Avery's gone, but his legacy may stick around Big D for a while

DALLAS -- By the end -- with Sean Avery wearing his earphones in the dressing room, texting and e-mailing in the hallway outside the dressing room between periods, and refusing to take part in team functions -- the distance between Avery and the rest of the Dallas Stars organization had grown vast.

But as much as the Stars' mantra is about moving forward and putting the Avery debacle behind them, the reality is Avery's legacy may linger longer than folks here in Big D would like to believe.

Let's start from the beginning, shall we?

By the time the Detroit Red Wings had dispatched the plucky Stars in six games in the Western Conference finals last May, the buzz had returned to Dallas.

This was a team that looked ready to challenge Western Conference powers in Detroit, Anaheim and San Jose after it dispatched both the Ducks and Sharks during a surprise playoff run last spring. The Stars were deep down the middle with reborn Mike Ribeiro, stolen from Montreal after he looked to be on a dead-end track there, former Conn Smythe Trophy winner Brad Richards and classy veteran Mike Modano. There was gritty, talented captain Brenden Morrow, rock-solid netminder Marty Turco and a strong supporting cast chomping at the bit for another run at a championship.

That was the view from the outside.

A closer inspection at the start of this season would have revealed something much different.

On the back end, quiet leader Mattias Nordstrom retired, and by the time training camp rolled around, the Stars found themselves without the services of Philippe Boucher and the quietly spectacular Sergei Zubov. All three defensemen had logged tremendous amounts of ice time, allowing Mark Fistric, Nicklas Grossman and Matt Niskanen to mature last season.

Up front, complementary scorers Niklas Hagman and Antti Miettinen departed for Toronto and Minnesota, respectively. Character guy Stu Barnes traded in stick for headphones as part of Dave Tippett's coaching staff. Veteran point-producer Jere Lehtinen has been injured for most of the season.

The Stars needed help along the blue line, but came up dry on the free-agent front.

Instead, the Stars surprised many by jumping into the Sean Avery fray, landing the agitating forward with a four-year deal worth $15.5 million.

With youngsters James Neal, Loui Eriksson and Fabian Brunnstrom looking to play NHL minutes and Steve Ott already occupying the resident agitator role, the signing seemed, well, superfluous.

Had the Stars got off to a San Jose-like start, who knows how this would have played out.

The Ottawa Senators put up with a dysfunctional dressing room through 2006-07 and went to the Stanley Cup finals. But it unraveled last season, and now Ray Emery is in self-imposed exile in Russia and Brian McGrattan, now in Phoenix, is in the NHL/NHLPA's substance abuse and behavioral health program.

In Dallas, the team battled injuries and inconsistent play from the beginning and the rope frayed almost immediately.

"We thought Sean would take up some of the slack [offensively]," Tippett told ESPN.com.

He didn't.

Avery managed just 10 points in 23 games, not nearly enough for a player at his salary bracket.

The defense, without Boucher and Zubov, and more recently Stephane Robidas, was exposed, the goaltending was spotty and the team concept that has been Dallas' identity for years seemed to evaporate.

After being one of the top-scoring teams last season, the Stars are 22nd in goals per game. They are 28th in goals allowed per game, a shocking stat given Dallas' long history of playing airtight defense. Their power play and penalty killing are both 28th.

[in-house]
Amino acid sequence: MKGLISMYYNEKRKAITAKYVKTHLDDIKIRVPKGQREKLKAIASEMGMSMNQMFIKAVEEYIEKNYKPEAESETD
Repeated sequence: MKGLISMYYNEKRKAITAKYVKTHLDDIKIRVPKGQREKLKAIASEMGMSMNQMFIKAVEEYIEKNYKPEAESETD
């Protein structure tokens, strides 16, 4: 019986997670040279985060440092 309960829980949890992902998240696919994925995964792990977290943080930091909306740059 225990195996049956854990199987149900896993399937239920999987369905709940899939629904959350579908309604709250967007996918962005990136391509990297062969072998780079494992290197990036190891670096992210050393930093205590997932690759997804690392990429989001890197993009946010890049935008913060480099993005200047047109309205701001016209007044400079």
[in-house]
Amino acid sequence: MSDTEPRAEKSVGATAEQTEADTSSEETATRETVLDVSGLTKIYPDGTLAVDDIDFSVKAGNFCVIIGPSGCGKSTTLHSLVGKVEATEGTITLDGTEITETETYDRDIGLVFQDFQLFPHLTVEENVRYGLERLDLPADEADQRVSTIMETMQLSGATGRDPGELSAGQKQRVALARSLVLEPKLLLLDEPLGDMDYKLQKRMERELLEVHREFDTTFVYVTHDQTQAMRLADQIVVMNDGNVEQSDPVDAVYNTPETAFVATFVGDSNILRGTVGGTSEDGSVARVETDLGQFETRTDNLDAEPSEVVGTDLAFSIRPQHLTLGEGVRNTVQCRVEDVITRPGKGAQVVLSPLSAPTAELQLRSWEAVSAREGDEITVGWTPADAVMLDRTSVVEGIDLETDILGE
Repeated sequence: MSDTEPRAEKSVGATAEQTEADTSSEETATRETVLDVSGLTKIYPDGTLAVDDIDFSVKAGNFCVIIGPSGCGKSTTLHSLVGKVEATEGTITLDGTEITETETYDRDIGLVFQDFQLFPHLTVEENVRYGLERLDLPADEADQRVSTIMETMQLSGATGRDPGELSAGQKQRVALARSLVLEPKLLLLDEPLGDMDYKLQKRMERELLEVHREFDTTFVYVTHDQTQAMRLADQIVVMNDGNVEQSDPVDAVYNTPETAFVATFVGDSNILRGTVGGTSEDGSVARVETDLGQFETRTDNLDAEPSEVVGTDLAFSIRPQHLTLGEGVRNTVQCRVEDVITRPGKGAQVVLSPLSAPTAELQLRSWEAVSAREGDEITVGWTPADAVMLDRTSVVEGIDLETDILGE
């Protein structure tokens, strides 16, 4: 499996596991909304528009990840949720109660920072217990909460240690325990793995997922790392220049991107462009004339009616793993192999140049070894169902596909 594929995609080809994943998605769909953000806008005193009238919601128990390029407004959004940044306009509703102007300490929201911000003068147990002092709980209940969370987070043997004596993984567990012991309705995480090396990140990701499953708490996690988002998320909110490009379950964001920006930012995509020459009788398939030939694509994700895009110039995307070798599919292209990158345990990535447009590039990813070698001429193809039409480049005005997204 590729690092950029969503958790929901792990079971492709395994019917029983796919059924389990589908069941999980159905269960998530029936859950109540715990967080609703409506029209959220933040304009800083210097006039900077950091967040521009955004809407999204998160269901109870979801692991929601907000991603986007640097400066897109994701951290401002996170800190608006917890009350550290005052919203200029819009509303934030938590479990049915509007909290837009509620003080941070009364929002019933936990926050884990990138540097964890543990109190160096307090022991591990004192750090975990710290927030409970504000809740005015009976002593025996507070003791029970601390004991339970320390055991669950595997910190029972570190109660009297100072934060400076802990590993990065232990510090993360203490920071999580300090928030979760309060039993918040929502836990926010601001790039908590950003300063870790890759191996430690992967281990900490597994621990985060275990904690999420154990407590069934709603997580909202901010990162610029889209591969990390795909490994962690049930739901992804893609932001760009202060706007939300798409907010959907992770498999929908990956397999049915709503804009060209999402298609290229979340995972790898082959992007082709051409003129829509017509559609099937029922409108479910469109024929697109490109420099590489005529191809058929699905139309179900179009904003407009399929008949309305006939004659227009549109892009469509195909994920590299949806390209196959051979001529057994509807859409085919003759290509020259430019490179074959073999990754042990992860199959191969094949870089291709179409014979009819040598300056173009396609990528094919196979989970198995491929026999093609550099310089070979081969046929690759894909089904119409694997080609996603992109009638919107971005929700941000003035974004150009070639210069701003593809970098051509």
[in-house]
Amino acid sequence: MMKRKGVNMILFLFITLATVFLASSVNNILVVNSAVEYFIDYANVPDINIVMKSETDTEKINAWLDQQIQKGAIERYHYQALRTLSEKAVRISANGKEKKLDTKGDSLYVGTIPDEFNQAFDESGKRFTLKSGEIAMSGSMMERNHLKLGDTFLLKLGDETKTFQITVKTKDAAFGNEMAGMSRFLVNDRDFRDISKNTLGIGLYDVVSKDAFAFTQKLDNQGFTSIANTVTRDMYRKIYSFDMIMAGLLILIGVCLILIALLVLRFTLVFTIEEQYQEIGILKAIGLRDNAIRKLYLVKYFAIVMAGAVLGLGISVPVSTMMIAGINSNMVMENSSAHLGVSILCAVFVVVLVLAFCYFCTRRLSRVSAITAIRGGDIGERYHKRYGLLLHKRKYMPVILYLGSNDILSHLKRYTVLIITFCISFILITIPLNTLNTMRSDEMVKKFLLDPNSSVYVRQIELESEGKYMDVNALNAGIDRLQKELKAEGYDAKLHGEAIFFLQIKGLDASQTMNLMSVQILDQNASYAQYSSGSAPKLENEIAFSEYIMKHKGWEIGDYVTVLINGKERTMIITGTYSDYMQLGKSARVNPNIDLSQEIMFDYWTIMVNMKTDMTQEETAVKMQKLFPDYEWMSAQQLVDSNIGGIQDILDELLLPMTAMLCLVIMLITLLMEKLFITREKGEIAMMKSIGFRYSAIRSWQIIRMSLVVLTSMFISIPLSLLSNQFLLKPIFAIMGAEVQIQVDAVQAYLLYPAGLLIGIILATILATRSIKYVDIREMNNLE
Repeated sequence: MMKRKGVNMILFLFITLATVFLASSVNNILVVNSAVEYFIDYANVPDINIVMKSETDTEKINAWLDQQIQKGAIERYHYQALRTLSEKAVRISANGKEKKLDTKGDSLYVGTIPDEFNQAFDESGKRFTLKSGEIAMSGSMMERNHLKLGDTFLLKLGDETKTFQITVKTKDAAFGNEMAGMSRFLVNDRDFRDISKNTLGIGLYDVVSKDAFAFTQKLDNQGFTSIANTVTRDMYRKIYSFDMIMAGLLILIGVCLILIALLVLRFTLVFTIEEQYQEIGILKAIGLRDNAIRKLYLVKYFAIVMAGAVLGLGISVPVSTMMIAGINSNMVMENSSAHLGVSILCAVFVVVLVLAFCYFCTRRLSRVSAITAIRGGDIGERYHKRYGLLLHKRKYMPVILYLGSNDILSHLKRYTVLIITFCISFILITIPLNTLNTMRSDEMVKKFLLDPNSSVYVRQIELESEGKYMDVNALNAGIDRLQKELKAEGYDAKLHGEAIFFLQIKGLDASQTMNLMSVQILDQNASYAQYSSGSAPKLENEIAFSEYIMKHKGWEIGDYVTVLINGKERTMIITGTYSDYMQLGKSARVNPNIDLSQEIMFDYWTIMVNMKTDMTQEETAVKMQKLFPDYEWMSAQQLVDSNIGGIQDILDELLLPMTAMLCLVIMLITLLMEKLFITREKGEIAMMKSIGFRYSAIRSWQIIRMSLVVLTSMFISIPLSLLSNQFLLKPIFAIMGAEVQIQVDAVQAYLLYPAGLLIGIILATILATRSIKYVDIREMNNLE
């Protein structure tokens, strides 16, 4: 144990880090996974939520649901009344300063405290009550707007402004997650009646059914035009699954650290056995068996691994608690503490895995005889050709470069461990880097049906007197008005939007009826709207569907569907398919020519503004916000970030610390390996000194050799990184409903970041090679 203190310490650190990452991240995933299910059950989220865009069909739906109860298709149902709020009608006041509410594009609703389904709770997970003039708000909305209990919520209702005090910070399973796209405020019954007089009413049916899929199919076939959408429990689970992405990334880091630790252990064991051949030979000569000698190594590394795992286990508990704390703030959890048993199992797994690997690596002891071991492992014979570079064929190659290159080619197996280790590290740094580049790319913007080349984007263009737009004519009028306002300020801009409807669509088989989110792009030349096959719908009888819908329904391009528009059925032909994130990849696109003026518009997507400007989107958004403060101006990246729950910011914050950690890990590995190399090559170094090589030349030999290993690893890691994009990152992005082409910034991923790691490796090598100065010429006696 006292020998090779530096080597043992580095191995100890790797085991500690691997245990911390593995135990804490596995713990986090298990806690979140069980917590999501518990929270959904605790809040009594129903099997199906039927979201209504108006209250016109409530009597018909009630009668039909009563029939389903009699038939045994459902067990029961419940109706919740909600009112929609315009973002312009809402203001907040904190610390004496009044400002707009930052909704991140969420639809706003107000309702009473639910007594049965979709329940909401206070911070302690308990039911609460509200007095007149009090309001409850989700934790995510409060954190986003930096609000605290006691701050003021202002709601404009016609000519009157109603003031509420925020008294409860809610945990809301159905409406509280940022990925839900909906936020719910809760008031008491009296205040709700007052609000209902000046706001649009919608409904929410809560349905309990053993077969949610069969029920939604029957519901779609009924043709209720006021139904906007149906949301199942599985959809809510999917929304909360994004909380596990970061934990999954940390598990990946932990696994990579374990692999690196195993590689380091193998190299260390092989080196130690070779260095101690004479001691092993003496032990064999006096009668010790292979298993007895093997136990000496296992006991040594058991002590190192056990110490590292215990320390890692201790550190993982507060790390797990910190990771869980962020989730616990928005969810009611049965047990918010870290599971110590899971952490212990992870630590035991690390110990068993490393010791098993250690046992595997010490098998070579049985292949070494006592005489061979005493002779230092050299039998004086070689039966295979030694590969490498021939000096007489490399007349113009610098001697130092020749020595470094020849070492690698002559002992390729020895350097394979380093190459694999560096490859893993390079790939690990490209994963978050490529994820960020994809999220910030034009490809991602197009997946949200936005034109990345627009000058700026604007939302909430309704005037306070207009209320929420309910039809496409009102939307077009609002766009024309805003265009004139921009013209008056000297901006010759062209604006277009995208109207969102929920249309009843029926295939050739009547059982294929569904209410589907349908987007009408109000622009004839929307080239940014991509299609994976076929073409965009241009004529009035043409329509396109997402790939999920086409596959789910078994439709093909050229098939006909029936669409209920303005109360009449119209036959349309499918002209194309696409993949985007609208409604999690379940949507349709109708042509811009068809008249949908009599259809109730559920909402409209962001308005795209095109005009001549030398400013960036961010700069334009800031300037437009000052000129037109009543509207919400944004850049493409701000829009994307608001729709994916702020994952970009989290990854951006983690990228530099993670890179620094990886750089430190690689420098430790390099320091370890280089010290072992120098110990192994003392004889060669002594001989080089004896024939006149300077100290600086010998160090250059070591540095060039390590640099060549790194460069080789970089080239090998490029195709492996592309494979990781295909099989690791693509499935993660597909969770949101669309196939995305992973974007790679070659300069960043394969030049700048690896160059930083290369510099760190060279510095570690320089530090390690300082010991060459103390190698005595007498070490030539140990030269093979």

How bad is it?

Phoenix coach Wayne Gretzky admitted Tuesday morning he was concerned his youthful players might take a game against the Stars for granted.

"Our identity is set in stone and we're not going to change that," Tippett said. "It looks like we might have changed it, but in actual fact, we've just misplaced it for a while. I feel that's been one of the biggest things that we've been lacking is our team play."

And therein lies the challenge for these Stars as they try to move forward from the bog of poor play and bad public relations that marked the Avery era.

The injury woes are significant, so Tippett must continue to rely on players who perhaps aren't ready to manage the load they're being asked to shoulder. Heading into Tuesday's home date against resurgent Phoenix, the Stars were dead last in the West.

Do you know how long it's been since a Dave Tippett-coached team was in last place? Neither does Tippett.

The good news is that more than half the season remains and the Stars are just five points out of the last playoff berth.

"We'll pull out of this and be where we need to be at the end," said Turco, who has played better of late after a grisly start.

The veteran netminder, who shone during the playoffs last spring, said the coming weeks will reveal the true character of the players in the Stars' dressing room.

"You'll see who wants it and who's willing to put the team first at the hardest of times," Turco said.

Tippett is cautiously optimistic, as well.

"I feel very positive we can get to where we want to be," Tippett said. "But it really puts pressure on every game and not letting opportunities slip by."

In short, for a franchise that's missed the playoffs just once in the past 11 seasons and has won a Stanley Cup championship over that period, part of moving forward means coming to grips with the hole the Stars have dug for themselves.

It was the topic of discussion in meetings Monday.

"We talked about [Monday] morning, that some players have never been in this situation before, where every game in December is a must-win for us," Tippett said. "We have to realize that's where we are right now."

In some ways, that sobering reality is Sean Avery's legacy.

Scott Burnside covers the NHL for ESPN.com.